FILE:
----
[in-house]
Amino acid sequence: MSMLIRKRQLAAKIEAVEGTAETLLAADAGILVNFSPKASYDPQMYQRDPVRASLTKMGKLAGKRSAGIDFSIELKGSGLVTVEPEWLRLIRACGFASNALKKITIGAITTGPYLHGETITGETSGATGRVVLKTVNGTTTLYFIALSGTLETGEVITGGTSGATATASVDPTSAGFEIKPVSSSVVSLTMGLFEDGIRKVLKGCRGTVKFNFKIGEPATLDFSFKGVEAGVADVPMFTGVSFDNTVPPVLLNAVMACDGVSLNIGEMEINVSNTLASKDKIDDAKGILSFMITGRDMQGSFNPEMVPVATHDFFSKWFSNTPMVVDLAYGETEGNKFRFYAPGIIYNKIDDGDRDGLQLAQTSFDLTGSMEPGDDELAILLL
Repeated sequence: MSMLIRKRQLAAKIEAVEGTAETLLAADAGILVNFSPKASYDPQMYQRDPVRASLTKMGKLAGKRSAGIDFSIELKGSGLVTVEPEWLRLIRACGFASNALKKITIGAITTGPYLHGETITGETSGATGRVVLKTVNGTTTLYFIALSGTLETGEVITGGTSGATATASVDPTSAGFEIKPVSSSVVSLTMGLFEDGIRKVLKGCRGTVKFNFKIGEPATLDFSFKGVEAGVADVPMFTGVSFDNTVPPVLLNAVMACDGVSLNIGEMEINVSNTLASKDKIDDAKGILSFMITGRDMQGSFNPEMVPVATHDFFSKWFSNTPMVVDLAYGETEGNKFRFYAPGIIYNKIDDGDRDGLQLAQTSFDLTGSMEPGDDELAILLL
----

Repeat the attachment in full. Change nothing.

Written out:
[in-house]
Amino acid sequence: MSMLIRKRQLAAKIEAVEGTAETLLAADAGILVNFSPKASYDPQMYQRDPVRASLTKMGKLAGKRSAGIDFSIELKGSGLVTVEPEWLRLIRACGFASNALKKITIGAITTGPYLHGETITGETSGATGRVVLKTVNGTTTLYFIALSGTLETGEVITGGTSGATATASVDPTSAGFEIKPVSSSVVSLTMGLFEDGIRKVLKGCRGTVKFNFKIGEPATLDFSFKGVEAGVADVPMFTGVSFDNTVPPVLLNAVMACDGVSLNIGEMEINVSNTLASKDKIDDAKGILSFMITGRDMQGSFNPEMVPVATHDFFSKWFSNTPMVVDLAYGETEGNKFRFYAPGIIYNKIDDGDRDGLQLAQTSFDLTGSMEPGDDELAILLL
Repeated sequence: MSMLIRKRQLAAKIEAVEGTAETLLAADAGILVNFSPKASYDPQMYQRDPVRASLTKMGKLAGKRSAGIDFSIELKGSGLVTVEPEWLRLIRACGFASNALKKITIGAITTGPYLHGETITGETSGATGRVVLKTVNGTTTLYFIALSGTLETGEVITGGTSGATATASVDPTSAGFEIKPVSSSVVSLTMGLFEDGIRKVLKGCRGTVKFNFKIGEPATLDFSFKGVEAGVADVPMFTGVSFDNTVPPVLLNAVMACDGVSLNIGEMEINVSNTLASKDKIDDAKGILSFMITGRDMQGSFNPEMVPVATHDFFSKWFSNTPMVVDLAYGETEGNKFRFYAPGIIYNKIDDGDRDGLQLAQTSFDLTGSMEPGDDELAILLL